Twins Hall of Fame broadcaster dies of heart failure
MINNEAPOLIS -- Hall of Fame broadcaster Herb Carneal, whose fluid and smooth baritone narrated Minnesota Twins games for the past 45 seasons, died Sunday morning of congestive heart failure, the club said. He was 83.
Carneal was part of the club's radio play-by-play crew for all but the first year of the team's existence in Minnesota.
"To hear that voice was magic," said former first baseman Kent Hrbek, who listened to Twins games growing up in the suburb of Bloomington and later played 13 seasons for the team before retiring in 1994. "When I was a kid, it meant school was almost out and spring was coming."
A native of Richmond, Va., whose first radio job was right out of high school, Carneal called Athletics and Phillies games in Philadelphia and Orioles games in Baltimore before coming to Minnesota in 1962 -- a year after the Washington Senators moved west to become the Twins.
Carneal was given the Ford C. Frick Award for major contributions to baseball broadcasting by the Hall of Fame in 1996. With his understated style and southern drawl, Carneal's warm voice became synonymous with broadcasts on WCCO-AM and affiliates on the network throughout the Upper Midwest.
Opening each game with his signature greeting, "Hi, everybody," Carneal was a master of minutiae who could easily recall old facts and statistics well into his 80s.
His on-air partner for the past 20 years, John Gordon spoke with Carneal each week this spring. Even though his health was failing, Carneal consistently impressed his colleague by the way he stayed on top of the news from Minnesota's camp -- and around the majors.
That professionalism and attention to detail was one of his strengths. Even when his time on the air was limited recently, Carneal's preparation remained meticulous.
"I used to just be amazed," Gordon said Sunday. "'Come on, Herb, you're only doing three innings. You don't have to put all of this together like you're auditioning for a job.' But that was him."
On recent visits to the Metrodome, Hrbek was struck by how frail Carneal had become.
"But stick him in front of that microphone, and it was smooth as glass. You'd think you were 10 years old again, listening to him," Hrbek said Sunday.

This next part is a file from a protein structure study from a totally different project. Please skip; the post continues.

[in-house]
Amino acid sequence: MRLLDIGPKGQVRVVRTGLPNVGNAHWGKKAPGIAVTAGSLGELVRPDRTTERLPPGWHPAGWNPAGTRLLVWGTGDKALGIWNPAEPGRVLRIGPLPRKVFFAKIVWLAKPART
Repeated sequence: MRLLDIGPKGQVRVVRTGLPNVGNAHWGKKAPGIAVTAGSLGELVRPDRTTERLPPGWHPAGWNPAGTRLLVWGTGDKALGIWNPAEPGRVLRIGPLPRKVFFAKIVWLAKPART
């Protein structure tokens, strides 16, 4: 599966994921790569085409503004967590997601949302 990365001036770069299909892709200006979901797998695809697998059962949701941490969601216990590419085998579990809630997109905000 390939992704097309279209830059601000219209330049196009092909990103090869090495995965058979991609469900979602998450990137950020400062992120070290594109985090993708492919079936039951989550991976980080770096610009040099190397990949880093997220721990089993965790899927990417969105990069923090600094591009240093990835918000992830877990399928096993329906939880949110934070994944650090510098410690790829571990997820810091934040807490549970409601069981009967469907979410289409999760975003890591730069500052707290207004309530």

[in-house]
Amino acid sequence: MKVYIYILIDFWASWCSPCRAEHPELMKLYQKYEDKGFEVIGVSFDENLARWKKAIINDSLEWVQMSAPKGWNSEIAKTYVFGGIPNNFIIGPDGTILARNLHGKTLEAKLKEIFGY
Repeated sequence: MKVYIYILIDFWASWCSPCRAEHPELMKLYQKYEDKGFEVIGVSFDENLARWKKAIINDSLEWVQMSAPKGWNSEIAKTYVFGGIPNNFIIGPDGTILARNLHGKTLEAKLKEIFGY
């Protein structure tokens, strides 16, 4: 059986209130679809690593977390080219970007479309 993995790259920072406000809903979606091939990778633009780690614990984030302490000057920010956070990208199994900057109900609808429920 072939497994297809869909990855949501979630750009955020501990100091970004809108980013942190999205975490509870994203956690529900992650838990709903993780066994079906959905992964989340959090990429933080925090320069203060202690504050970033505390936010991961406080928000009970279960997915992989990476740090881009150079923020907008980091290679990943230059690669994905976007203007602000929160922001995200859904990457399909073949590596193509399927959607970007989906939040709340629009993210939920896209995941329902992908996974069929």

Survived by his daughter, Terri, and grandson, Matthew, Carneal was preceded in death by his wife Kathy. Funeral arrangements were pending Sunday.
Carneal stopped traveling in 1998, scaled back further in 2003 and last year was limited to the first three innings of weekend and weekday afternoon home games. He was scheduled for similar spot duty on the air this season, but his deteriorating health had put that duty in doubt.
Needing a walker to get around and his vocal chords clearly weakened, Carneal sat in the media dining room and smiled before last year's home opener -- still eager to call the game.
"As long as I can do the job the way it should be done," he said then.
In a 2003 interview with The Associated Press, Carneal spoke warmly about the way he was able to connect listeners throughout the region to the team -- whether they were sitting on their porches, driving in their cars or cooking dinner in the kitchen.
"Sometimes I say, 'What's an old man like me doing here announcing a kid's game?'" he said then. "But I'll get a letter from someone saying how much they look forward to hearing the games on the air. That's one of the things that makes me keep going."
His favorite call came in 1987, when the Twins won their first World Series. Sixteen years later, in that interview, he mimicked his original narration -- without hesitation -- of the final play of a Game 7 win over the St. Louis Cardinals.
"Willie McGee hits a little bouncer down to Gaetti, there's the throw to Hrbek ... and the Twins are world champions! The Twins are world champions!"
Carneal dabbled in football, but after announcing some Triple-A games in Springfield, Mass., and then several seasons of major league broadcasts he knew his sport was baseball, a youth-instilled passion.
"Most of the kids that I hung around with, we all liked baseball," Carneal said. "We just liked to play. It was something we all seemed to enjoy."
Garrison Keillor, another radio man whose voice made him a Minnesota icon, once wrote a tune for one of his Prairie Home Companion shows that was titled "Porch Song." In that whimsy, folksy tribute to summer's simple pleasures, Keillor included this stanza:
"Just give me two pillows and a bottle of beer. And the Twins game on radio next to my ear. Some hark to the sound of the loon or the teal. But I love the voice of Herb Carneal."
Copyright 2007 by The Associated Press
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